I think the worst fight we ever had was over the ending of To Catch a Thief. We had different ideas. I wrote twenty-seven different endings and still don’t like the one that was used. We had a couple of slam-bang script fights. Still, we got along fine until I got too much press.

When we went to Paris for the premiere of To Catch a Thief, I was getting mentioned everywhere—they value writers in Paris—so I was promptly banned from all public relations events. If I was mentioned in the fourth paragraph of a story, that was okay but not in the first or second. I was becoming known for my dialogue and characterizations. They even talked about “the Hitchcock-Hayes fall schedule” in either Variety or the Hollywood Reporter.

When you show up in the same sentence—Alfred Hitchcock and John Michael Hayes—that was more than he could bear. He wanted to be the total creator: Alfred Hitchcock Presents. Hitch was so unkind about giving credit.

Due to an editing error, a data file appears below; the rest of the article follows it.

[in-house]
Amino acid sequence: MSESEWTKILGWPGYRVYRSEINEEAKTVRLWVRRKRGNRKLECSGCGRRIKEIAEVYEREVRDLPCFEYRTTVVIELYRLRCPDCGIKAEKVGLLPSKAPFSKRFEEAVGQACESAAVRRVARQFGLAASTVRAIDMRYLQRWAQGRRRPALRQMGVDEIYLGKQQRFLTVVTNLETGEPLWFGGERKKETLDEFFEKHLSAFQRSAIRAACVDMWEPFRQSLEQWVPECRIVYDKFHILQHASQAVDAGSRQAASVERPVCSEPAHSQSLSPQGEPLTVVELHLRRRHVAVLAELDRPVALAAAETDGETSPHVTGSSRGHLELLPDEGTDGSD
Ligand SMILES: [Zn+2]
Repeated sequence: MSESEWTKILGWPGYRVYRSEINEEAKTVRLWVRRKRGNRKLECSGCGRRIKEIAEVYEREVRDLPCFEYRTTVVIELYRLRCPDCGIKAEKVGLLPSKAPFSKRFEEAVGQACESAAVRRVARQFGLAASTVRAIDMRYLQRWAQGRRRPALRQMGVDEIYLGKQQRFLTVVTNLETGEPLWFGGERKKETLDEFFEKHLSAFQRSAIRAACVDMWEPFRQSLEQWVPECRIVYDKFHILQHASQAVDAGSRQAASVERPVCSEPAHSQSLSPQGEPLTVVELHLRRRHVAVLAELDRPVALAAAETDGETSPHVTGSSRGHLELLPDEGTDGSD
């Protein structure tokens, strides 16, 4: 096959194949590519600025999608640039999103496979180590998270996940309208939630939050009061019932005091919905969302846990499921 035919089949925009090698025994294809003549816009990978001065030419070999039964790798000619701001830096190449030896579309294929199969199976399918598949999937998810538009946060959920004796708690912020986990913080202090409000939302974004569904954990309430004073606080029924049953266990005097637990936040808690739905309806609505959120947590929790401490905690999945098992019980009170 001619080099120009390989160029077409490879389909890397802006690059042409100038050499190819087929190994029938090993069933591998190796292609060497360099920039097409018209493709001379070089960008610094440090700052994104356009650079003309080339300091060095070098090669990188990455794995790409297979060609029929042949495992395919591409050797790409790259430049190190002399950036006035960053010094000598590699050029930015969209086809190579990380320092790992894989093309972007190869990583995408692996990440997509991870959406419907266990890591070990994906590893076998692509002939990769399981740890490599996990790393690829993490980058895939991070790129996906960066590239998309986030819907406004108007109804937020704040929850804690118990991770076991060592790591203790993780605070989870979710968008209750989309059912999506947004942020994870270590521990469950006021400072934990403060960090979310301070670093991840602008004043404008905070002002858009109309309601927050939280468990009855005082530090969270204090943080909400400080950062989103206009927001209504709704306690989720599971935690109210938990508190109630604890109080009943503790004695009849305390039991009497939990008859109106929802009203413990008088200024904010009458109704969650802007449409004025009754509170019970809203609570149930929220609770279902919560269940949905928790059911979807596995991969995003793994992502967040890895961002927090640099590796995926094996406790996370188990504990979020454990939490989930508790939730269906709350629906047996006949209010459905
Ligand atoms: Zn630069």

In an interview he did with Francois Truffaut years later for example, Hitch tried to make it seem as if he had written the screenplay for Rear Window. I heard about that too late; I tried to contact Truffaut, but he had died. I did a sixty-five-page treatment of Rear Window that Jimmy Stewart committed to, that Paramount committed to. I had met with Hitch once or twice. He had nothing to do with the writing.

I was nominated for an Oscar. When I won the Edgar Allen Poe Award [for Rear Window ], the first time it was ever given for a movie, I showed Hitch the ceramic statuette, and he said, “You know, they make toilet bowls out of the same material.” Then he almost pushed it off the end of a table.